Nel primo caso è durato 4 ore e i partecipanti hanno progettato un modulo di feltro e testato i suoi incastri. Nel secondo caso invece, le 12 ore di corso e il lavoro di gruppo hanno permesso di raggiungere dei risultati più importanti perchè i partecipanti sono riusciti a realizzare dei veri e propri accessori.

Attraverso l’utilizzo di un software vettoriale e la macchina al taglio laser, si sono esplorate le potenzialità di tridimensionalità nella costruzione di moduli regolari che poi sono assemblati senza cuciture realizzando inedite tassellature.

La prossima edizione di Moda Modulare si terrà a Milano il 26 e 27 di Gennaio presso il Milano Luiss Hub. Iscrivi qui!

Esplora la Gallery su flickr:

Moda Modulare - Bari

Il broccato dei telai a torre di Chengdu

L’allevamento del baco da seta in Cina ha avuto origine nel Sichuan più di 4000 anni fa quando Chengdu era la capitale del regno di Shu. E proprio con questo nome, Shu, viene chiamato  il broccato con origini più  antiche da cui tutti gli altri si sono poi evoluti.

Il broccato è un particolare tipo di tessitura che permette di ottenere delle illustrazioni complesse, alternando fili molto sottili di seta, che danno l’impressione di essere ricamate su stoffa.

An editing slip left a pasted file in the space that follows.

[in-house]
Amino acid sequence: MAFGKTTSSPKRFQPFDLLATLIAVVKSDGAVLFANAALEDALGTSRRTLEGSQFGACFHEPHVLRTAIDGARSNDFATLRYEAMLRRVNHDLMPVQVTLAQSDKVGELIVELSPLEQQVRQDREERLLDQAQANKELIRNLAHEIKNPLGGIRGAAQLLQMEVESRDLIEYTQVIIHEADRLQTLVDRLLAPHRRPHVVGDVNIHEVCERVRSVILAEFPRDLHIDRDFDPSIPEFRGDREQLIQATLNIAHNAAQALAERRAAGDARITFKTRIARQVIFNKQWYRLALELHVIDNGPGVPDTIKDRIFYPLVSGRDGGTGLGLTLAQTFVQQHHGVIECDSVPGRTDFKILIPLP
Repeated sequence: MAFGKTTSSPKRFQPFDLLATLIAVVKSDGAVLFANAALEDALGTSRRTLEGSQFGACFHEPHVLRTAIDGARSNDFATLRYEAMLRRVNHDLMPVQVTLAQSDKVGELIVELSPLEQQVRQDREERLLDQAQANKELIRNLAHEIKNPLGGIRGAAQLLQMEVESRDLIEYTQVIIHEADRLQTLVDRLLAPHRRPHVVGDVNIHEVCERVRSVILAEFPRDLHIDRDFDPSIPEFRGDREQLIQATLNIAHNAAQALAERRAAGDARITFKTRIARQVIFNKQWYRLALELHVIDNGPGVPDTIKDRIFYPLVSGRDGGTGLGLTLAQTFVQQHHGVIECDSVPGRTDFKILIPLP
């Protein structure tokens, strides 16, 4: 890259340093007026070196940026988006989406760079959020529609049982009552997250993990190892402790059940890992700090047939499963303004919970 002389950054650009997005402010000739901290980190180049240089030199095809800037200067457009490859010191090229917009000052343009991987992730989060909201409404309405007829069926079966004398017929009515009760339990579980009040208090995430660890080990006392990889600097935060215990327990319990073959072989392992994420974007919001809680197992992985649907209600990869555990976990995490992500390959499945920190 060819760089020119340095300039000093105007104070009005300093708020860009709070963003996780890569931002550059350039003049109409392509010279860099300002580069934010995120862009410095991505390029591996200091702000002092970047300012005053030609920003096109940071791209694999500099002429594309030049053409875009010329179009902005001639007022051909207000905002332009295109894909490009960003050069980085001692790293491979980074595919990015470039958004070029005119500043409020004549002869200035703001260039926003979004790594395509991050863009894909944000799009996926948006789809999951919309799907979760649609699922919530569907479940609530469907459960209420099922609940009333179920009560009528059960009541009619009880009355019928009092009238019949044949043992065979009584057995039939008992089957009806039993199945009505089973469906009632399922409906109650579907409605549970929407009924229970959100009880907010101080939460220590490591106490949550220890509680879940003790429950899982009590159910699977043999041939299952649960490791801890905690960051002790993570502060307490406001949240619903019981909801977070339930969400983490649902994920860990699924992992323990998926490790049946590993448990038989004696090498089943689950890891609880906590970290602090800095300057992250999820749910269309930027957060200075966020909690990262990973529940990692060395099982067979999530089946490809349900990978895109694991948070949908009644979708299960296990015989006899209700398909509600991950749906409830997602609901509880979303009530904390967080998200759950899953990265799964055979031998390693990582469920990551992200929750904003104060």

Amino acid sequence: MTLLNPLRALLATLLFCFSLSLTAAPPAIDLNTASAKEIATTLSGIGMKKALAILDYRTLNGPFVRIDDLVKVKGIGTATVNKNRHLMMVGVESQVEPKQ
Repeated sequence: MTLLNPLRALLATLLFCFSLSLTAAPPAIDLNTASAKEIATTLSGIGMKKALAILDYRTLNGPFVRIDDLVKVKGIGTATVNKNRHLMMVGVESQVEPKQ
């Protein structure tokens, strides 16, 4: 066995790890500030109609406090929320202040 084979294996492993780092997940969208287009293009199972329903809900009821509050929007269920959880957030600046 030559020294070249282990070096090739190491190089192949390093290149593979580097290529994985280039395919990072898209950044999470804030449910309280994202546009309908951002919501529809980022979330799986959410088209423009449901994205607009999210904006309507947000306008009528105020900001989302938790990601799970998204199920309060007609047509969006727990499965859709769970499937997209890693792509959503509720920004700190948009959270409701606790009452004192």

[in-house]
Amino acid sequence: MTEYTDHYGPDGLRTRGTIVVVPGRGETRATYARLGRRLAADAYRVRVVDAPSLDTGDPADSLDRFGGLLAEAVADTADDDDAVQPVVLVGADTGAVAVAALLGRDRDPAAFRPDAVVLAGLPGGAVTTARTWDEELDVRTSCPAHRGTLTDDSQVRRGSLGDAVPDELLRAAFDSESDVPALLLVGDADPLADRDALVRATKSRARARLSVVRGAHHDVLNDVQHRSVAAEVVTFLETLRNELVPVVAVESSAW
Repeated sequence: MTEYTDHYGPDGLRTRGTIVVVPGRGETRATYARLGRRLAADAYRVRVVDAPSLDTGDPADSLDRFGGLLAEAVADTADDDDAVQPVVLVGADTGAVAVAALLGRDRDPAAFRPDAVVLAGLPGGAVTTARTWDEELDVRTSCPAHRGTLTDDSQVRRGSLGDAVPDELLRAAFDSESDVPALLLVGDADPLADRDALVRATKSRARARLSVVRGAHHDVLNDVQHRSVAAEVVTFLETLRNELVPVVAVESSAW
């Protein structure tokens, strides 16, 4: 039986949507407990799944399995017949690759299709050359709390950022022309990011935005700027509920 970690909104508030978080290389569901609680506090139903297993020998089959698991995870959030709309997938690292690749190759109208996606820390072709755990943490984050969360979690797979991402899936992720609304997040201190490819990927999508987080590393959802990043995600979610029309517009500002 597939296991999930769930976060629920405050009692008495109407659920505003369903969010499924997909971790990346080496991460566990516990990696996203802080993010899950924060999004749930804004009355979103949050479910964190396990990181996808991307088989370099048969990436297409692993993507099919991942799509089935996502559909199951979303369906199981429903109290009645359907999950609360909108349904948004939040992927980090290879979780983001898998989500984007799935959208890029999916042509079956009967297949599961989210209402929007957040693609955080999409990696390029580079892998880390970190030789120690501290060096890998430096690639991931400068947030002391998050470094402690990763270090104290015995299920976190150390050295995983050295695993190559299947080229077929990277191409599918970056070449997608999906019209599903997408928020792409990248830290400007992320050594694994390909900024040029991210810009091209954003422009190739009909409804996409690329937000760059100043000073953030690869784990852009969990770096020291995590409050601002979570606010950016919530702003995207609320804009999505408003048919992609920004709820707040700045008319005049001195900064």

Il commercio dei tessuti di broccato si articolò attraverso la via della seta, in tutta l’Asia e in Europa a partire proprio da Chengdu, in cui la manifattura della seta (dall’allevamento dei bachi fino alla confezione degli abiti) e il suo commercio si sviluppò fino a raggiungere, nella dinastia Qing, la diffusione di 10 mila telai e più di 2000 laboratori attivi.

Nel 2009 ha inaugurato il Chengdu Shu Brocade and Embroidery Museum, su iniziativa della Chengdu Silk Corporation, azienda statale che dagli anni ’50-’60 ha organizzato la produzione utilizzando telai meccanici perché il costo della manodopera era diventato eccessivo, e l’utilizzo di telai completamente manuali non riesce a superare una produzione di 6-8 centimetri al giorno di broccato. Continue reading Il broccato dei telai a torre di Chengdu

Corso di Wearable ed eTextile a Milano!